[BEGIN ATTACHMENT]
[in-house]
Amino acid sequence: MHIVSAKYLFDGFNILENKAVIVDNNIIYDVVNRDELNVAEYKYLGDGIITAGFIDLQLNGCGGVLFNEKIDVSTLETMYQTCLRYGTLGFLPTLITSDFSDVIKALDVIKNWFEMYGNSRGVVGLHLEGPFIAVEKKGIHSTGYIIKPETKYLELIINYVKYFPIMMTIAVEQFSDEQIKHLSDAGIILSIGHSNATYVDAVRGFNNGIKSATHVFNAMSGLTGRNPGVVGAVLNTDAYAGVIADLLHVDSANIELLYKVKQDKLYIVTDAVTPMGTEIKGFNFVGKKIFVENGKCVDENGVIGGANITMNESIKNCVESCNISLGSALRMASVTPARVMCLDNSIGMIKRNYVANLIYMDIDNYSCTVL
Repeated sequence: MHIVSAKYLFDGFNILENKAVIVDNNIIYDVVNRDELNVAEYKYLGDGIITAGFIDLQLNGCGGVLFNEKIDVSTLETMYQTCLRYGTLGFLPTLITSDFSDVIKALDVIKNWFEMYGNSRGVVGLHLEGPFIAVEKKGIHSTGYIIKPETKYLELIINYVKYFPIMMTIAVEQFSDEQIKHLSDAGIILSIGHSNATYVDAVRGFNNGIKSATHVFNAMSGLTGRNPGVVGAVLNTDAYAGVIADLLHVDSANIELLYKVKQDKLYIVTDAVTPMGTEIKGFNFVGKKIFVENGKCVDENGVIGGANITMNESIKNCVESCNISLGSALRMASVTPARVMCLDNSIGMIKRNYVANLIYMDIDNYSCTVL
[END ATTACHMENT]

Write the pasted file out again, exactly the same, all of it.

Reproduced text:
[in-house]
Amino acid sequence: MHIVSAKYLFDGFNILENKAVIVDNNIIYDVVNRDELNVAEYKYLGDGIITAGFIDLQLNGCGGVLFNEKIDVSTLETMYQTCLRYGTLGFLPTLITSDFSDVIKALDVIKNWFEMYGNSRGVVGLHLEGPFIAVEKKGIHSTGYIIKPETKYLELIINYVKYFPIMMTIAVEQFSDEQIKHLSDAGIILSIGHSNATYVDAVRGFNNGIKSATHVFNAMSGLTGRNPGVVGAVLNTDAYAGVIADLLHVDSANIELLYKVKQDKLYIVTDAVTPMGTEIKGFNFVGKKIFVENGKCVDENGVIGGANITMNESIKNCVESCNISLGSALRMASVTPARVMCLDNSIGMIKRNYVANLIYMDIDNYSCTVL
Repeated sequence: MHIVSAKYLFDGFNILENKAVIVDNNIIYDVVNRDELNVAEYKYLGDGIITAGFIDLQLNGCGGVLFNEKIDVSTLETMYQTCLRYGTLGFLPTLITSDFSDVIKALDVIKNWFEMYGNSRGVVGLHLEGPFIAVEKKGIHSTGYIIKPETKYLELIINYVKYFPIMMTIAVEQFSDEQIKHLSDAGIILSIGHSNATYVDAVRGFNNGIKSATHVFNAMSGLTGRNPGVVGAVLNTDAYAGVIADLLHVDSANIELLYKVKQDKLYIVTDAVTPMGTEIKGFNFVGKKIFVENGKCVDENGVIGGANITMNESIKNCVESCNISLGSALRMASVTPARVMCLDNSIGMIKRNYVANLIYMDIDNYSCTVL